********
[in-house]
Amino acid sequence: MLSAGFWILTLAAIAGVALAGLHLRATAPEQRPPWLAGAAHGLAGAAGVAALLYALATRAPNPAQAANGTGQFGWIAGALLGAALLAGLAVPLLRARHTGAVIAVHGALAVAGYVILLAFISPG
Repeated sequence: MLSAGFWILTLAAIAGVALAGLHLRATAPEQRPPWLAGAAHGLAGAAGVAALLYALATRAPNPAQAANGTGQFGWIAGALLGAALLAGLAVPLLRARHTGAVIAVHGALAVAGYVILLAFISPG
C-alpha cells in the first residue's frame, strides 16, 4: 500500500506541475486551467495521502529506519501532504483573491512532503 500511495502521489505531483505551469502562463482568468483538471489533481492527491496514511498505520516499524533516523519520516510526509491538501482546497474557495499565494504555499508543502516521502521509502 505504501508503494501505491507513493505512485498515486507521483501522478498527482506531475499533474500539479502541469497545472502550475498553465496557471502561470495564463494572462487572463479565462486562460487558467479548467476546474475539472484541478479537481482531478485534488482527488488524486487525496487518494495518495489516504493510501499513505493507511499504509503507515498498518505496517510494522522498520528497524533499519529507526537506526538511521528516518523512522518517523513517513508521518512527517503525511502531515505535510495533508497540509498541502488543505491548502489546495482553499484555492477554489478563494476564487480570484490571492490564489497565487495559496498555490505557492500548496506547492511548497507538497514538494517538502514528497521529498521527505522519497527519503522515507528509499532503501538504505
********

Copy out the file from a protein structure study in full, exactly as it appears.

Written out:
[in-house]
Amino acid sequence: MLSAGFWILTLAAIAGVALAGLHLRATAPEQRPPWLAGAAHGLAGAAGVAALLYALATRAPNPAQAANGTGQFGWIAGALLGAALLAGLAVPLLRARHTGAVIAVHGALAVAGYVILLAFISPG
Repeated sequence: MLSAGFWILTLAAIAGVALAGLHLRATAPEQRPPWLAGAAHGLAGAAGVAALLYALATRAPNPAQAANGTGQFGWIAGALLGAALLAGLAVPLLRARHTGAVIAVHGALAVAGYVILLAFISPG
C-alpha cells in the first residue's frame, strides 16, 4: 500500500506541475486551467495521502529506519501532504483573491512532503 500511495502521489505531483505551469502562463482568468483538471489533481492527491496514511498505520516499524533516523519520516510526509491538501482546497474557495499565494504555499508543502516521502521509502 505504501508503494501505491507513493505512485498515486507521483501522478498527482506531475499533474500539479502541469497545472502550475498553465496557471502561470495564463494572462487572463479565462486562460487558467479548467476546474475539472484541478479537481482531478485534488482527488488524486487525496487518494495518495489516504493510501499513505493507511499504509503507515498498518505496517510494522522498520528497524533499519529507526537506526538511521528516518523512522518517523513517513508521518512527517503525511502531515505535510495533508497540509498541502488543505491548502489546495482553499484555492477554489478563494476564487480570484490571492490564489497565487495559496498555490505557492500548496506547492511548497507538497514538494517538502514528497521529498521527505522519497527519503522515507528509499532503501538504505